By Ed Brouwer
Today’s training officer needs to be a bit of a miracle worker to get the required fire services training objectives squeezed into a tight, 42-week schedule. As I was writing this column, our department was in its second full weekend of first responder training. In addition to the 38-hour first-responder course, we had a four-hour CPR course, which in itself was double our regularly scheduled practice time.
By Ed Brouwer
I heard a joke about an old cowboy (I can relate!) who applied for health insurance. The agent asked if the cowboy had experienced any accidents during the previous year.
The cowboy replied, “No, but I was bitten by a rattlesnake and a horse kicked me in the ribs. That laid me up for a while.”
The agent said, “Well, weren’t those accidents?”
“No,” replied the cowboy. “They did it on purpose.”
The punch line resonated with me and serves as a reminder of how we should train in the fire service. We must never leave training to chance; our training must be purpose-driven. That purpose must be training for achievement. Achievement, according to various dictionaries, means a thing done successfully, typically by effort, courage, or skill.
I’ve been wrong before, but I believe that learning by experience alone is a slow process and may never effectively equip your members for the job. The poet Matthew Arnold said, “We do not what we ought, what we ought not, we do, and lean upon the thought that chance will bring us through.” Although penned in the late 1800s these words still echo a warning, faintly reverberating within the walls of fire departments and training facilities.
For a training program to be effective, it must instill confidence in our firefighters so they are able to perform under stressful conditions. That is our mission as instructors. This must not be left to chance.
Training for achievement motivates our trainees, because it is based on personal successes rather than merely following the guidelines. What’s more, training for achievement will generate even more interest for all your members, because the trainers also have an individual interest in the achievements of their students. If your training purpose is to build confidence in your members, you will find that by training for achievement, your members’ performance standard increases.
Another area of concern is the lack of senior officer involvement in training programs. In a volunteer department, the chief and deputy should be involved with their staff throughout scenarios and evaluations. How else will they know what their department is truly capable of?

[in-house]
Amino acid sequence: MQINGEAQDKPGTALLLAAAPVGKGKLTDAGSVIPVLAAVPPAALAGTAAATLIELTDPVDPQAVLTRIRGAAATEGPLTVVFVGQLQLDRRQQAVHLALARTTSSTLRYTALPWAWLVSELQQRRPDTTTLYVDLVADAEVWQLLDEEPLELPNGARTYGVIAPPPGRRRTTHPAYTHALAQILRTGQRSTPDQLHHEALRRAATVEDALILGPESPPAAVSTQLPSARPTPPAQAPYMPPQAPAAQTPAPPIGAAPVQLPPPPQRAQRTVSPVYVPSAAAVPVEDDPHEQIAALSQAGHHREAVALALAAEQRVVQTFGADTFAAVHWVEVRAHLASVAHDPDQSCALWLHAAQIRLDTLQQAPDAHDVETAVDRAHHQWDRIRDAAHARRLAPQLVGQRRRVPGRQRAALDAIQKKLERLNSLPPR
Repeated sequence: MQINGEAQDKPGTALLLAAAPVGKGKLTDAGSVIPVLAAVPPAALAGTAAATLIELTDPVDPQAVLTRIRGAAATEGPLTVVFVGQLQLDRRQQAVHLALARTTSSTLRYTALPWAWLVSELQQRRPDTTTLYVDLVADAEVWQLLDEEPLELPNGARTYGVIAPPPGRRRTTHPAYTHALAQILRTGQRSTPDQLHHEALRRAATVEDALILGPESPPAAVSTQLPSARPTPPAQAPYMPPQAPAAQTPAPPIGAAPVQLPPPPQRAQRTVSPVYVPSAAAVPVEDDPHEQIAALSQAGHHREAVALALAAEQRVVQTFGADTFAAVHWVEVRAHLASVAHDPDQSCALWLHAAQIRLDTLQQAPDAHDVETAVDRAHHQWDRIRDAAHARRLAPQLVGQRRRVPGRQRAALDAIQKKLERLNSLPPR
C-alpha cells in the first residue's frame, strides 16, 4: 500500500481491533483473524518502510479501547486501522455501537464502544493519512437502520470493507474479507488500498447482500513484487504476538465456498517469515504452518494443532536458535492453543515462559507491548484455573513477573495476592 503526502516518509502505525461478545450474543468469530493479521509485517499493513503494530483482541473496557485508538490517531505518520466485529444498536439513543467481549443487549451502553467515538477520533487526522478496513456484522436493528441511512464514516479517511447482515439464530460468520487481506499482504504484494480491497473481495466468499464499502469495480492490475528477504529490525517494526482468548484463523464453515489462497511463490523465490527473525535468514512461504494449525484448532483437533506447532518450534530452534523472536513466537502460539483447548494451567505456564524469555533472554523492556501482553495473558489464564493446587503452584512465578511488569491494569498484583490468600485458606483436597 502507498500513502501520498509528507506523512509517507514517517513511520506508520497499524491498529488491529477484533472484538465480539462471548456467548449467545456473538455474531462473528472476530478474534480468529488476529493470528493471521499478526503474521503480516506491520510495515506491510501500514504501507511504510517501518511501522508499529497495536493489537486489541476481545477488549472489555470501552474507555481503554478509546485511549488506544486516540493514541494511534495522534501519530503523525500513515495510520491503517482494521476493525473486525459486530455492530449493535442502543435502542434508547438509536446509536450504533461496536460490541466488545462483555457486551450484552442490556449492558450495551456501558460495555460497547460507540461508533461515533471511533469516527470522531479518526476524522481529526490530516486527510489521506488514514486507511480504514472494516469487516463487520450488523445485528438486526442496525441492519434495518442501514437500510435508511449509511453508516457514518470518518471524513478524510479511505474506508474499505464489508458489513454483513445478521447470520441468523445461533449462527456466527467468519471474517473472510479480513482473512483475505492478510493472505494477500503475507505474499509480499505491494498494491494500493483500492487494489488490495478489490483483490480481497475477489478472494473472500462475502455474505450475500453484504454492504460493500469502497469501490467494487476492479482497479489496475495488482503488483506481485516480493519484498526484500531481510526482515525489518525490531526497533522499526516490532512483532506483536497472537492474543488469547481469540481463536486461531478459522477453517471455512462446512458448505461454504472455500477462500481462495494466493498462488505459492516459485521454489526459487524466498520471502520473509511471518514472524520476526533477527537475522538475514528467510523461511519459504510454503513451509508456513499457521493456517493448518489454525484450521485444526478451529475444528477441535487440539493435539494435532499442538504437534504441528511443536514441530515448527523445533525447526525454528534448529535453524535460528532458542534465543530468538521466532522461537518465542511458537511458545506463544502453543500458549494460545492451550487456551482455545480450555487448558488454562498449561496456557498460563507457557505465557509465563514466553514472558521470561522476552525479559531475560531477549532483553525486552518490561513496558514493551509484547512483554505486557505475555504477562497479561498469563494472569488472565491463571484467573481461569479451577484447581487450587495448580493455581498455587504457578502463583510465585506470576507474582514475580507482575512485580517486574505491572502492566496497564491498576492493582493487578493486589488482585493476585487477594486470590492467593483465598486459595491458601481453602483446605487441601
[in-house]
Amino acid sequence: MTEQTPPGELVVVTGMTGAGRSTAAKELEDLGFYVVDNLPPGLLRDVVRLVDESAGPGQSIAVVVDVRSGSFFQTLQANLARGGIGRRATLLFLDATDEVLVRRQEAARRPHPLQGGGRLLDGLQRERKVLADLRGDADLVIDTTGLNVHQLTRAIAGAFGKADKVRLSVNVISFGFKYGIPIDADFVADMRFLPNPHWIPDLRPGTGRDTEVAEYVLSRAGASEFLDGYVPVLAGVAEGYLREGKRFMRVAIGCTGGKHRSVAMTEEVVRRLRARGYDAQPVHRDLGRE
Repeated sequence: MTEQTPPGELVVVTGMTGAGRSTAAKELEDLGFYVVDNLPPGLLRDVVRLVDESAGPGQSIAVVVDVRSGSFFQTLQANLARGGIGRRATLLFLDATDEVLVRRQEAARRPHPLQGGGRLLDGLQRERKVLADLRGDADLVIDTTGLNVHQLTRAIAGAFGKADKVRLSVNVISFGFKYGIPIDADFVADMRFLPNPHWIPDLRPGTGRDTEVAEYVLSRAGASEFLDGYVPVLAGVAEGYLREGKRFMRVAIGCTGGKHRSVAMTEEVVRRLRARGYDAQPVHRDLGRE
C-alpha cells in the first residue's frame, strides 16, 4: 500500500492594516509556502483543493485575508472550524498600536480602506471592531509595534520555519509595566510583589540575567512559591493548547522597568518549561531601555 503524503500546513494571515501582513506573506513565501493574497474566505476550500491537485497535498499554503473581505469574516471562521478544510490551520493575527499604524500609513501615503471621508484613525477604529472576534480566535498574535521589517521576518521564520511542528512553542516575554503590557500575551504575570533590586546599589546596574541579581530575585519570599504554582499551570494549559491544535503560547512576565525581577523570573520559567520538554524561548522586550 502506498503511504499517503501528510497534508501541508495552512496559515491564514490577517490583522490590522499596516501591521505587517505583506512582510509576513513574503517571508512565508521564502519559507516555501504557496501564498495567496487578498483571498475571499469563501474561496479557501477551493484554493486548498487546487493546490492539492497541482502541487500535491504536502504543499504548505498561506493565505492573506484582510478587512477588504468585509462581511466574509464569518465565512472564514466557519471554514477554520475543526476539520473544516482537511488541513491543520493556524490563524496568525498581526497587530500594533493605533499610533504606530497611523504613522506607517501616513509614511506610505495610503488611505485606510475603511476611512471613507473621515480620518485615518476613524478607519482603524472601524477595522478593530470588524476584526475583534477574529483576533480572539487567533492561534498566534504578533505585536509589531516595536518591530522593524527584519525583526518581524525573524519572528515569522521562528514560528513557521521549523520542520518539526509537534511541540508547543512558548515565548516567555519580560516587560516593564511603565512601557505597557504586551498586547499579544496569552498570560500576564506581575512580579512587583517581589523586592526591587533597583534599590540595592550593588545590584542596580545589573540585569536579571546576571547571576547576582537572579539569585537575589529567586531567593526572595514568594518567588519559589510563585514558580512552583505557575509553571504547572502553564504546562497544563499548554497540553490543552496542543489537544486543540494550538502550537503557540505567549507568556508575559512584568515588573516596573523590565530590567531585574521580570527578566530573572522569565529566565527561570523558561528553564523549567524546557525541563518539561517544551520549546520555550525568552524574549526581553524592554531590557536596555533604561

My son Aaron, a firefighter in Prince George, B.C., likened this to a basketball team, in which the assistant coach runs every practice, while the head coach comes out only for the games. The coach technically leads the team, but has no idea of each player’s strengths and weaknesses.
In most cases when a volunteer department responds to a call, the chief becomes the incident commander and that is why it is paramount that the chief knows the firefighters under his or her command. In order for the firefighters to feel confident under the IC’s leadership, there has to be a relationship on the training floor.
When we work with multiple crews on a wildfire, the B.C. Ministry of Forests sometimes sends us a desk jockey to act as incident commander (IC). I have no problem with this as long as the IC doesn’t mind answering a few questions before I follow orders, questions such as: When is the last time you were out in the field? What training do you have? Have you fought in these conditions before? What experience do you have with urban interface fires? I don’t think it is unrealistic for me to ask those questions – I’d rather find out the answers in the briefing rather than during the debriefing.
I respect my fire chief, Roy Terashita. He not only attends every practice session, he participates in them. Terashita takes all of the exams and strives for excellence in his leadership.
The training officer’s mission is to develop firefighters who will consistently achieve positive results on the fire ground. This is what I mean by purpose driven; it does not happen by chance.
When I was a rookie training officer, I was taught that a training program needs to focus on skill development, maintenance and improvement. That sounded like a good plan at the time. However, over the years I have discovered that skill development is only half the battle.
Training must go beyond merely imparting knowledge. Trainees need to develop confidence and trust in themselves so they can perform at their best under stressful conditions.
Training is the key to the success or failure of a fire department. The challenge is yours and I know you can do this. Remember that you are not alone. There is a vast network of trainers/instructors who can help you reach your goals. Strive for excellence and train with a purpose. Remember: lives depend on it.
Ed Brouwer is the chief instructor for Canwest Fire in Osoyoos, B.C., and training officer for Greenwood Fire and Rescue. He is also a fire warden with the B.C. Ministry of Forests, a wildland urban interface fire-suppression instructor/evaluator and an ordained disaster-response chaplain. Ed has written Trainer’s Corner for 15 of his 27 years in the fire service. Contact Ed at email@example.com